Jeanne Davidson is Head of Academic Program Services at Arizona State University in Tempe, Arizona. Jeanne has been an ACRL member since 1990, is co-editor of the recent ACRL book The Busy Librarian’s Guide to Information Literacy in Science and Engineering, and is your ACRL member of the week for October 15, 2012.
1. Describe yourself in three words: Collegial, innovative, leader.
2. What are you reading right now? For my professional self, I’m reading Managing at the Speed of Change: How Resilient Managers Succeed and Prosper Where Others Fail by Daryl Connor. At home (for my other self), Marguerite Davison’s A Handweaver’s Pattern Book and Carol Strickler’s The Weaver’s Book of 8-Shaft Patterns are never far away from my chair (or my loom).
3. Describe ACRL in three words: Relevant, educational, networking.
4. What do you value most about ACRL? Over the years, ACRL has provided me with numerous opportunities for professional growth and engagement. Through my participation in ACRL I have developed a network of colleagues across the country who share similar goals, face similar challenges and are willing to engage in sharing the work of addressing the issues facing our profession. ACRL has always been my professional “home.”
5. What do you value about academic or research librarianship? The opportunity to engage with students and faculty in fulfilling their educational and research goals. Academic/research librarianship provided a perfect melding for my scientific background and my desire to be a part of the learning process in higher education. Academic libraries are central to the success of students and faculty, whether they realize it or not. Keeping abreast of the multitude of changes in the information universe and bringing the best of these to our users is an ongoing challenge and a value-added service to our institutions.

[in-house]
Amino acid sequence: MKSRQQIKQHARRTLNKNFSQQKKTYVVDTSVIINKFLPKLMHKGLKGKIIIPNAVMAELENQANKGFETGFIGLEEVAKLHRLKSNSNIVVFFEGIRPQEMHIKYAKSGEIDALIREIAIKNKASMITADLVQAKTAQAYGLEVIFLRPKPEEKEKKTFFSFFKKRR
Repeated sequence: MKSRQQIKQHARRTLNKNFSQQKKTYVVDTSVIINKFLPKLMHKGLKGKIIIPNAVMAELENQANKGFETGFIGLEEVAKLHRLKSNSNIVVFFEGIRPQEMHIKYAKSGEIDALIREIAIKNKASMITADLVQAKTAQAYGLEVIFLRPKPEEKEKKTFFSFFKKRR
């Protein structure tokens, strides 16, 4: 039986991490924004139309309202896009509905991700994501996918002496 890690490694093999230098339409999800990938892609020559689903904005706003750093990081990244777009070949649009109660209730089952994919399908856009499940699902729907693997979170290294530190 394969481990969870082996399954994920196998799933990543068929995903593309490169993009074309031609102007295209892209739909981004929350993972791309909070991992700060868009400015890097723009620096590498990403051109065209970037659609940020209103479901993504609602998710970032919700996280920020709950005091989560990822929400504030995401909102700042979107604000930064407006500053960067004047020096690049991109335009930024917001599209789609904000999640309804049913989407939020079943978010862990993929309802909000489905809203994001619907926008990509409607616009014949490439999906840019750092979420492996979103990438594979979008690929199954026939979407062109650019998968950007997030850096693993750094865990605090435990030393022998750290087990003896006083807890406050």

6. In your own words: Academic/research libraries are people places focused on learning and the creation of knowledge. It is through the work of the wide variety of people employed in our libraries that we share the words of others, past and present, with current and future “listeners.” Our efforts enable faculty to connect with the information they need and students to become life-long learners, finding and evaluating the information needed to create new knowledge for themselves. What better value can we add to the educational process?
Editor’s Note: Are you an ACRL member? Would you like to be featured as ACRL Member of the Week? Nominate a colleague? Contact Mary Jane Petrowski at email@example.com for more information.